B&O Beoplay P2 review

Does the P2 live up to the B&O luxury name?

TechRadar Verdict

The B&O Beoplay P2 is an excellent compromise on size and sound quality. In fact, for this size we would argue that you can’t get much better.


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    Excellent design

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    Good bass for the size

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    Easy-to-use app


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    It's lacking highs and mids

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    A pouch or case would be nice

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Bluetooth speakers can be a little hit and miss. That’s especially true of smaller speakers, which can be seriously limited in both volume and battery life. 

Bang & Olufsen, however, thinks it has the solution to that problem. The company recently launched B&O Beoplay P2, a portable Bluetooth speaker with a number of awesome features. 

The Beoplay P2 is a little different from other portable speakers. Not only does it offer seriously good performance for such a small package, but it blurs the lines between smart and dumb speakers with its gesture and voice controls.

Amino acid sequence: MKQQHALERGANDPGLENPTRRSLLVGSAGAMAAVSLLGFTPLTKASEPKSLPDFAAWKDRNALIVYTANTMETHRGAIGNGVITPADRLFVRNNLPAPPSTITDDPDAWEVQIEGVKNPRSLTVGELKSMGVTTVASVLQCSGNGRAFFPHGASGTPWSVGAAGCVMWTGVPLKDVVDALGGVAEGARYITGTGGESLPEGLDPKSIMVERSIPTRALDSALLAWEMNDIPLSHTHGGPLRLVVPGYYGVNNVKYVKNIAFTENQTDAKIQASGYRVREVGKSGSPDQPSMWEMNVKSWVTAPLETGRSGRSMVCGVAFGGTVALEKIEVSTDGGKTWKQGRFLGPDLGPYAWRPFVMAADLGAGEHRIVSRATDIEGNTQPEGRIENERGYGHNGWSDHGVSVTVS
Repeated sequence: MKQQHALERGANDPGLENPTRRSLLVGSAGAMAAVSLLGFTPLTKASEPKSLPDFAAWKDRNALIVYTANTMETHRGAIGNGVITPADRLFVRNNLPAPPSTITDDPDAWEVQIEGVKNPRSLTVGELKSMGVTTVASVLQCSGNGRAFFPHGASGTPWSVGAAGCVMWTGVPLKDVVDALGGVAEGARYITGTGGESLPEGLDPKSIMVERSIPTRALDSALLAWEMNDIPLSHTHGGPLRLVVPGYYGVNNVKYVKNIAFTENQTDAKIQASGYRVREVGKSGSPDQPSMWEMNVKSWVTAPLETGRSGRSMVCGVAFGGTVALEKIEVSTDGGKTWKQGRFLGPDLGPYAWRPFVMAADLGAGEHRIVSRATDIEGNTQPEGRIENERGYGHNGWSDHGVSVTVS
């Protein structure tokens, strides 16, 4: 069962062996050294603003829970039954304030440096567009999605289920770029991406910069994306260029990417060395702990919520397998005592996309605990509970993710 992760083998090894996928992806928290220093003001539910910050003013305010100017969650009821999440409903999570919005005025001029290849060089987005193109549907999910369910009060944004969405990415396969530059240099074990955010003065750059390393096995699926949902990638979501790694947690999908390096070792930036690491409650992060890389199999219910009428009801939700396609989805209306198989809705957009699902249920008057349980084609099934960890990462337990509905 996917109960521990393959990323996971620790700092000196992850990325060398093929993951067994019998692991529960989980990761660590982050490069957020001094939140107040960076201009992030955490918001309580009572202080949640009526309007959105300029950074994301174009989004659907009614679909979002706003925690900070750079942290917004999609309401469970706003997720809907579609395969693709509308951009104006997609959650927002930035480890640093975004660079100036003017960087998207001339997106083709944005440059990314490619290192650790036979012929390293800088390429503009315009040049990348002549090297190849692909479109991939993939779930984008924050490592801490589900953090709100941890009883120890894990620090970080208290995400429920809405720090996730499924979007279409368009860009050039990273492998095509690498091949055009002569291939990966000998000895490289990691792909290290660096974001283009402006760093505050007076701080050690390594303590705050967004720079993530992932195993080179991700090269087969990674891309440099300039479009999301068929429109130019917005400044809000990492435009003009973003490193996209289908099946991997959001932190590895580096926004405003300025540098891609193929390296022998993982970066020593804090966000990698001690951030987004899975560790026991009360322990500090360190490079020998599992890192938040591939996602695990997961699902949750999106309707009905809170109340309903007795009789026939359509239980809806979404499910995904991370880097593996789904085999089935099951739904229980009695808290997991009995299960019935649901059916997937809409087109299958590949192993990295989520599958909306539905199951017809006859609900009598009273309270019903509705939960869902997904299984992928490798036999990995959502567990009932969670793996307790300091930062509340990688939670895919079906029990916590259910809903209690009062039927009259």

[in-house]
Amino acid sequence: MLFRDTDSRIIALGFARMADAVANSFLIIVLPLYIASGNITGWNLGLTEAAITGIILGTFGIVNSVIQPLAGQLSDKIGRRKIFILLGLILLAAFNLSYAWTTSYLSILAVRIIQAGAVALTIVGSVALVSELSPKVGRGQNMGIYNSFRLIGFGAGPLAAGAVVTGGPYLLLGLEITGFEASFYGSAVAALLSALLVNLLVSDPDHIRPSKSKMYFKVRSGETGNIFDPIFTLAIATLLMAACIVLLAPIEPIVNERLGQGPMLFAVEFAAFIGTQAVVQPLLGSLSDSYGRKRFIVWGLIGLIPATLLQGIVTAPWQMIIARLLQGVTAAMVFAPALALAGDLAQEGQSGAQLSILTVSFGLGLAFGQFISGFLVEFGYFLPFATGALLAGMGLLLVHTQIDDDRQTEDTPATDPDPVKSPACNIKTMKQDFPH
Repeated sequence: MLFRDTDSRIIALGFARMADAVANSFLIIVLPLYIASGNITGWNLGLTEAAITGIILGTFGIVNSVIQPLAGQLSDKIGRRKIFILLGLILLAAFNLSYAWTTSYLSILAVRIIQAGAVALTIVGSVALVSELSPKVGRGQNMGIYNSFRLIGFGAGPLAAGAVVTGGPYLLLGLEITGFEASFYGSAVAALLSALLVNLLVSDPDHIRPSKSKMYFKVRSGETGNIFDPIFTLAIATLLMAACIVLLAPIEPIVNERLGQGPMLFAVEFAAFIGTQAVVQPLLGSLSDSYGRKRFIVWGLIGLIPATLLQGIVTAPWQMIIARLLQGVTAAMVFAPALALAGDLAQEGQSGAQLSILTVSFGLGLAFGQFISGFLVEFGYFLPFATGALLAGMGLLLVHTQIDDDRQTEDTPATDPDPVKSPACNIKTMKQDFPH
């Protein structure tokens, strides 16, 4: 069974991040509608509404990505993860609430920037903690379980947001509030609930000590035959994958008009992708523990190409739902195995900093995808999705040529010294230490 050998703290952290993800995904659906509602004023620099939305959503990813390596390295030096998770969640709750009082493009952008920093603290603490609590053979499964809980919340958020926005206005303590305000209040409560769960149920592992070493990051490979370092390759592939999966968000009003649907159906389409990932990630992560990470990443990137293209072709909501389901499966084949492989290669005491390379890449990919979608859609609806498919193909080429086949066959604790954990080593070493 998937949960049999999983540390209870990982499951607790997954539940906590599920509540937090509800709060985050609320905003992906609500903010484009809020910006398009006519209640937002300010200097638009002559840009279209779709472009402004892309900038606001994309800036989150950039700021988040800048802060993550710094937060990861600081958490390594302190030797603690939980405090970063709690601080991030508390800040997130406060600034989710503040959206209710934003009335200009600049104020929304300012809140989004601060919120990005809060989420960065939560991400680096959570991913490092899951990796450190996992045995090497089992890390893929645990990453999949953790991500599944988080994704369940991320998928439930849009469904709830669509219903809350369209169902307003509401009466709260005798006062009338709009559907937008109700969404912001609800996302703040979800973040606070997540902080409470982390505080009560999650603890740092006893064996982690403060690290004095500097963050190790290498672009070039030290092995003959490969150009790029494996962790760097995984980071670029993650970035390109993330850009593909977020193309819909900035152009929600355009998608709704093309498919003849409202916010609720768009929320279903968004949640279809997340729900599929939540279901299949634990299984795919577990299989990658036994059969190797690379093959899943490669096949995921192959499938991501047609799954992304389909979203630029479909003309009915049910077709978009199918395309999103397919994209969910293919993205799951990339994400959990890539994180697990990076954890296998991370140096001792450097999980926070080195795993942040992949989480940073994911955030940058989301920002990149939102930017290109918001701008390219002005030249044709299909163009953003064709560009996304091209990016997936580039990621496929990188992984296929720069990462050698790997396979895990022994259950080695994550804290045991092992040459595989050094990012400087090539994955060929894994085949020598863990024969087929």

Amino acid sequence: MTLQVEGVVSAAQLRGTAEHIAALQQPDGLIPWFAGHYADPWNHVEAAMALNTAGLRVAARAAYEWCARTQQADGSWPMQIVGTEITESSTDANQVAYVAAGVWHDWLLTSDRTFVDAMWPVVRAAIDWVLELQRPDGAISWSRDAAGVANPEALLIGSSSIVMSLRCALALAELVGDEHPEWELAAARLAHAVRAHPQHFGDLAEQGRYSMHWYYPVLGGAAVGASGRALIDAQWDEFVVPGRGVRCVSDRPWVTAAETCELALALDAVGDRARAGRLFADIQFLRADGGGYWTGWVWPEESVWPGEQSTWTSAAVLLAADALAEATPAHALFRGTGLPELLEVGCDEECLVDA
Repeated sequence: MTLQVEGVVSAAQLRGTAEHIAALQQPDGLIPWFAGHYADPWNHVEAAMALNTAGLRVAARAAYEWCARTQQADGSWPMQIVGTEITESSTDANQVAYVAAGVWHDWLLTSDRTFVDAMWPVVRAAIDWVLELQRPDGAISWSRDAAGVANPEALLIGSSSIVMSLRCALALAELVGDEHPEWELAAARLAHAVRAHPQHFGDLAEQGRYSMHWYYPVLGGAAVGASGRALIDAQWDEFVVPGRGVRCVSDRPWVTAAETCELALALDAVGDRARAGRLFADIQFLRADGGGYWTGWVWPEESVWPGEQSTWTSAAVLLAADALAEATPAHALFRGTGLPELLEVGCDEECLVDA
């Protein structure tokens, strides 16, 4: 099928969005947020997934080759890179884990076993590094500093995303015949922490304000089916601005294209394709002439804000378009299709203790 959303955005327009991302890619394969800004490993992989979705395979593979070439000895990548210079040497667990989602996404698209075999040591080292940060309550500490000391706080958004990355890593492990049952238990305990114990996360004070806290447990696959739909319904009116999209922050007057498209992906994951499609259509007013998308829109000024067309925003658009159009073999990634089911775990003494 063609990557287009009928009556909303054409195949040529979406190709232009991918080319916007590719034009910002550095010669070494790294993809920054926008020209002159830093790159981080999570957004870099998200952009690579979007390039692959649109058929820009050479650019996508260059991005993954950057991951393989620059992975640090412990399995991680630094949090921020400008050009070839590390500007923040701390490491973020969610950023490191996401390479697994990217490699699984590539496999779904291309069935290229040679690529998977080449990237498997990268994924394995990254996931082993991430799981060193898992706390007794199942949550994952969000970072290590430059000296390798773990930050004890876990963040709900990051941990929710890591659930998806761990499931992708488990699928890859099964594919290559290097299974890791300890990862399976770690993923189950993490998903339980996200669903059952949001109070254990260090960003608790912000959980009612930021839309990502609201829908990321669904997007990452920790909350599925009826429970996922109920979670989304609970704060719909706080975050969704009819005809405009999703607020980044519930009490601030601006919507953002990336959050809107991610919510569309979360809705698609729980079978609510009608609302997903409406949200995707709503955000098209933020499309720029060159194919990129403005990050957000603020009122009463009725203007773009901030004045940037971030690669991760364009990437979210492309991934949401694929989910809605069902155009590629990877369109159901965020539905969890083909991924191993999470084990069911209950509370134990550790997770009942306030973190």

The first thing you’ll notice about the Beoplay P2 speaker is the design, and it looks quite nice. When you take the speaker out of the box, you may notice that it’s missing something most other Bluetooth speakers has – controls. 

In reality, the controls are hidden. The on/off button is located under the logo on the bottom of the speaker, while playback controls are shifted from physical buttons to gesture or voice controls. 

The speaker itself is a lot smaller than you might expect, coming in at only 5.5 x 3.1 x 1.1 inches. That’s a smaller footprint than the Google Pixel XL smartphone, although it’s obviously a fair bit thicker. It weighs 9.7 ounces, and comes in three colors – black, beige and blue. 

In the box you’ll get the speaker and a USB charging cable – a paltry offering compared to what accessories come with other Bluetooth speakers. In the very least it would have been nice to get a little pouch or case too considering the portable nature of the speaker.